Amazon Web Services|Cloud Computing

Amazon Walks Into Microsoft's Backyard with FSx for Windows File Server

This week in Las Vegas, Amazon is hosting its Re:Invent conference where the company announces new features for its cloud platform and other enterprise services. Unveiled at during today’s keynote, is a new Windows File server that has Microsoft directly in its crosshairs.

For companies who are running Windows applications in the cloud, they typically need a network-based file storage that is fully compatible with both their applications and their Windows environments. Not a shocking revelation by any means but up until this point, if this was a critical requirement for your operations, you were likely looking at Azure as your cloud provider.

Amazon is hoping that changes with its new FSx for Windows File server which the company says is fast, fully managed, and of course secure. The idea is to make it significantly easier to lift-and-shift your workloads to AWS and the company is betting that by targeting Windows File Server users, they can steal a bit of thunder from Microsoft’s Azure pitch.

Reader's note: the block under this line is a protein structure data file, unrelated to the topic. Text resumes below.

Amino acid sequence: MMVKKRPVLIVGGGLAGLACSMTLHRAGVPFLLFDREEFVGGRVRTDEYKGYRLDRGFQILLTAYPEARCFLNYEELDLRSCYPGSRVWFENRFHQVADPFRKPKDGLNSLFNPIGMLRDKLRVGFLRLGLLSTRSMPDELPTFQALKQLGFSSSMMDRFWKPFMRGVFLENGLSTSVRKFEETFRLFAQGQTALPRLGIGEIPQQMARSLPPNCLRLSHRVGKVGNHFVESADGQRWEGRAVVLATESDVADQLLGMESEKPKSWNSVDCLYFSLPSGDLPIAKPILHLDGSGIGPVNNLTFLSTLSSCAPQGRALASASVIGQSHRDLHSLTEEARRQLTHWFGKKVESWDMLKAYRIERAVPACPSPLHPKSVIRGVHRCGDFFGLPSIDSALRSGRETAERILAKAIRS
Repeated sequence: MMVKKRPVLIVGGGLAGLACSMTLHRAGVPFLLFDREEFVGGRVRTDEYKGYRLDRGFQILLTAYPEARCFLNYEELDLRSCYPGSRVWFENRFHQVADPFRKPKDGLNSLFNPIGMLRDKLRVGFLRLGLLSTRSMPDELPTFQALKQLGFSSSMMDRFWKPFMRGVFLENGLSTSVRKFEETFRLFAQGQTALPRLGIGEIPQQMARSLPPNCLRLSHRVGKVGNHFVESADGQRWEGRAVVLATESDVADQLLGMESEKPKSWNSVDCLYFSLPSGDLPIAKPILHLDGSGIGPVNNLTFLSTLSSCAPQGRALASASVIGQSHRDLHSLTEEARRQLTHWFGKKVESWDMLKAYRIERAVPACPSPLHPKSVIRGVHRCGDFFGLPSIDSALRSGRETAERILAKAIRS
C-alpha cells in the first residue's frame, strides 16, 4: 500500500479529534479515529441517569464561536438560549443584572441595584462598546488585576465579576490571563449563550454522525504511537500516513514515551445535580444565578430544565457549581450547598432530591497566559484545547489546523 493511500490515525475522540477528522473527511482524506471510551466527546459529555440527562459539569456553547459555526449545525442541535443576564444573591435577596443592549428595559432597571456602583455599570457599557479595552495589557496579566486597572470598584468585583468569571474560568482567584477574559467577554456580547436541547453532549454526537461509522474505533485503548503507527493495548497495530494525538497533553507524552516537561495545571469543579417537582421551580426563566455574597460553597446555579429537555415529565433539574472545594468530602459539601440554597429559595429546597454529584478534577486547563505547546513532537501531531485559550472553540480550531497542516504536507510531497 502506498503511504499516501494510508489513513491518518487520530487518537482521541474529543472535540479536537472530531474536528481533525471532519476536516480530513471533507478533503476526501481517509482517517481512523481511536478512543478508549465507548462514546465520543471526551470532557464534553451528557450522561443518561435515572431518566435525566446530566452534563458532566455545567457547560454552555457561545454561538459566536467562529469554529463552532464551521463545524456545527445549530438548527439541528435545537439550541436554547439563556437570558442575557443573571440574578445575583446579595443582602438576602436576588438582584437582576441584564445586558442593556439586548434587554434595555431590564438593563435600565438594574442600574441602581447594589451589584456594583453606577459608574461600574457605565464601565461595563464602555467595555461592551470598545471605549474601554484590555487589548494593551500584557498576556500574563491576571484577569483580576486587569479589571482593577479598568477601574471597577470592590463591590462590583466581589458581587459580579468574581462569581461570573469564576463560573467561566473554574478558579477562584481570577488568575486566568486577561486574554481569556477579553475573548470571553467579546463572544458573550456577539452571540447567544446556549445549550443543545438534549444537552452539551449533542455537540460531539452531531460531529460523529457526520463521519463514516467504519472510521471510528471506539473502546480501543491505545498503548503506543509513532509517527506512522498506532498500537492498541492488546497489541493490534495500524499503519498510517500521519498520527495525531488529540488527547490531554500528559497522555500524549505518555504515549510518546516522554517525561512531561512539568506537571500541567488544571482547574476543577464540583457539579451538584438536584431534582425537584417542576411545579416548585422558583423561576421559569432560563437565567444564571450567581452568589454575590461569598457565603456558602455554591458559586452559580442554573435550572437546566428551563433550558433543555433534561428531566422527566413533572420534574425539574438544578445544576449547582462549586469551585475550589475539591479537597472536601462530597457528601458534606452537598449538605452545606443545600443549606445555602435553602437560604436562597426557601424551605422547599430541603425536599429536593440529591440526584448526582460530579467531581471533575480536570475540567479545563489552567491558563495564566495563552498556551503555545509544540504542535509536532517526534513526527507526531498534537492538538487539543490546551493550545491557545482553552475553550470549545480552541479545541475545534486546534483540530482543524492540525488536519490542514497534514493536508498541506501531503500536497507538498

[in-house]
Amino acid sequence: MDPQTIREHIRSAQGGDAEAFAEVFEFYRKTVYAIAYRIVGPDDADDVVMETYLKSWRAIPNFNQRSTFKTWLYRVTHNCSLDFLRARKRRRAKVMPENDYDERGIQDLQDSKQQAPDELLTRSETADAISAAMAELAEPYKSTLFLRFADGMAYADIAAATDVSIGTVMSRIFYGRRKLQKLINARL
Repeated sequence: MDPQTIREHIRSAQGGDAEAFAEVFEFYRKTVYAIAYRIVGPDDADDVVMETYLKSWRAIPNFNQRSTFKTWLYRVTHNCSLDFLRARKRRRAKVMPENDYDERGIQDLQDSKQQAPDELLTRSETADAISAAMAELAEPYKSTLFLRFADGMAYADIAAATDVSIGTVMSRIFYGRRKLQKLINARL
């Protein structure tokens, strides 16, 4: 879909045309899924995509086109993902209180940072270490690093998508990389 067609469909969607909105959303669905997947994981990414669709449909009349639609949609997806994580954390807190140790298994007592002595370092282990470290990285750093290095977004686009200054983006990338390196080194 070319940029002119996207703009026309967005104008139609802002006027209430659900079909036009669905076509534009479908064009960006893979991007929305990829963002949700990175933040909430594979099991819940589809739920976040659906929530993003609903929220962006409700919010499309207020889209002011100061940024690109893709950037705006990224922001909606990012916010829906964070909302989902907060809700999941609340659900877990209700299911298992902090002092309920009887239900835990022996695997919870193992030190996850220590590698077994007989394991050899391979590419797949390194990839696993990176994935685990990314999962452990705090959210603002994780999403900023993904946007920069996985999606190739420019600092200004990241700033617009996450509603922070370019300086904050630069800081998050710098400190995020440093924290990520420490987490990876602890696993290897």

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The company says that their native Windows file system is backed by the fully-managed Windows file servers, and can be accessed server message block (SMB) protocol. File systems can be as big as 64 TB, and can deliver up to 2,048 MB/second of throughput.

As expected, Amazon wasn’t holding back from showing that it is the true cloud leader in Microsoft’s own domain. They claim that they have 57% of the market with Microsoft coming in at second at 30% for Public Cloud IaaS running Windows; the company didn’t even list Google for this metric.

Amazon is not holding back when it comes to its aggressive cloud development and deployments. With the company walking into Microsoft’s backyard with FSx, I’ll be curious to see how Redmond responds.


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Brad Sams has more than a decade of writing and publishing experience under his belt including helping to establish new and seasoned publications From breaking news about upcoming Microsoft products to telling the story of how a billion dollar brand was birthed in his book, Beneath a Surface, Brad is a well-rounded journalist who has established himself as a trusted name in the industry.